When the ALA filed its comments with the Federal Communications Commission advocating for libraries in the E-rate program, broadband data from past ALA and University of Maryland Information Policy & Access Center (iPAC) research was a centerpiece. Thanks to these studies, ALA is able to clearly show that the average library broadband is roughly on par with the average U.S. home–and that’s not good!
Now the Digital Inclusion Survey will allow us to update our understanding of library connectivity, and, even more importantly, what that connectivity is enabling for our communities in relation to digital literacy, economic and workforce development, civic engagement and more. But this doesn’t happen without public library staff participation in the survey. The survey team (which includes iPAC, ALA OITP, the ALA Office for Research and Statistics, the International City/County Management Association) has extended the deadline for participation to November 22.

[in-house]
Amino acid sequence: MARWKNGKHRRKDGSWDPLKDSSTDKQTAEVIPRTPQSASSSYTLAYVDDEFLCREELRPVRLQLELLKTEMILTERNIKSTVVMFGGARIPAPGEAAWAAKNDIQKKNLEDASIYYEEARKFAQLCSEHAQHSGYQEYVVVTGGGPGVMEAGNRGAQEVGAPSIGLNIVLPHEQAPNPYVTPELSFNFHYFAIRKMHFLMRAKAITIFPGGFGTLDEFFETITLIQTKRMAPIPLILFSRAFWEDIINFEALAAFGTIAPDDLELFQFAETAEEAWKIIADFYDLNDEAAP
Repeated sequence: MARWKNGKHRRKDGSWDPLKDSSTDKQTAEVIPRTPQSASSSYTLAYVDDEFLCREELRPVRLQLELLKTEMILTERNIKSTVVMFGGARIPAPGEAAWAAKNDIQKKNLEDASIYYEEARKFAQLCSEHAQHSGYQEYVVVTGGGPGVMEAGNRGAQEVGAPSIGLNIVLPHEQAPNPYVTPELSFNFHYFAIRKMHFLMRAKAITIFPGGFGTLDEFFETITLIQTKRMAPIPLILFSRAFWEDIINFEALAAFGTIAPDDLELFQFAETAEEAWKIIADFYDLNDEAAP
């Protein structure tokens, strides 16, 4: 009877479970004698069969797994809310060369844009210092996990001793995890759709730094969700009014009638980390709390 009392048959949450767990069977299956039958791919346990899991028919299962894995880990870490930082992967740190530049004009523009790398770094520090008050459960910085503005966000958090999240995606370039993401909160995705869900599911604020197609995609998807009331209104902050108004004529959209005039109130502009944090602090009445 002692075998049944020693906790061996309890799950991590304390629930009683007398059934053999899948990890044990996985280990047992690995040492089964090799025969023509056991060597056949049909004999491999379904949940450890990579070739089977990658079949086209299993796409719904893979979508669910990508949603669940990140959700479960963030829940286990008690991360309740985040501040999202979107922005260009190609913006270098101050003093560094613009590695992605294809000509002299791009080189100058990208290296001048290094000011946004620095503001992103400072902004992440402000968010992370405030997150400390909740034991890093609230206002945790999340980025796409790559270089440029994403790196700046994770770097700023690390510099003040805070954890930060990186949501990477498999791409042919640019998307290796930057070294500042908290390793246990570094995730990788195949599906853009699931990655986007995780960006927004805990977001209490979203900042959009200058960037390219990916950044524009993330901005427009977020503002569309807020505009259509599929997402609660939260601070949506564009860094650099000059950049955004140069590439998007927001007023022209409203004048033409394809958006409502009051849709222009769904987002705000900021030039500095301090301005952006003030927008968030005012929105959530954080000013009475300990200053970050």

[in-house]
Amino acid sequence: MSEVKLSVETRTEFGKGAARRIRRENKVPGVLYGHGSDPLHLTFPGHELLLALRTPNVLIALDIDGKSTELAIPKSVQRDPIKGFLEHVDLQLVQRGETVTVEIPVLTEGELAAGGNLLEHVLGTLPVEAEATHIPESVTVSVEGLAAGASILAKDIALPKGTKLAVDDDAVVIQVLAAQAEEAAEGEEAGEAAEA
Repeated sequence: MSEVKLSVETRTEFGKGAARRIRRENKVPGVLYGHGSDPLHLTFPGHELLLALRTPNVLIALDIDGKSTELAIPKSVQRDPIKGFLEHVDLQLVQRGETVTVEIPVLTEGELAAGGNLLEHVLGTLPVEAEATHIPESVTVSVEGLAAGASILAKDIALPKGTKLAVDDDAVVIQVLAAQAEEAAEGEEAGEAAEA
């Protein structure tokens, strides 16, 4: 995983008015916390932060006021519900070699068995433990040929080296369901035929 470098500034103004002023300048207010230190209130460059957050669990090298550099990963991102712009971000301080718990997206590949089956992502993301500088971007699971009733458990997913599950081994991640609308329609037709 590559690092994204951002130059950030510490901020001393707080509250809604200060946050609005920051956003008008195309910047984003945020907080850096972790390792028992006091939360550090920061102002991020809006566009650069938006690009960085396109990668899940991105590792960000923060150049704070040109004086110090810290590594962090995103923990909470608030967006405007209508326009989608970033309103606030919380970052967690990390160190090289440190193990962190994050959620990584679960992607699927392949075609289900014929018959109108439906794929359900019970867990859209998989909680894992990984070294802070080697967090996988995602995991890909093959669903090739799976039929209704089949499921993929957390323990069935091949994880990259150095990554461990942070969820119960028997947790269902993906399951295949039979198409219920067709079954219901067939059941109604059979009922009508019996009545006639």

If your library hasn’t shared its data yet, please log on now–and pass the word to your colleagues. State-level data analysis is only possible if a majority of libraries of all sizes participate.
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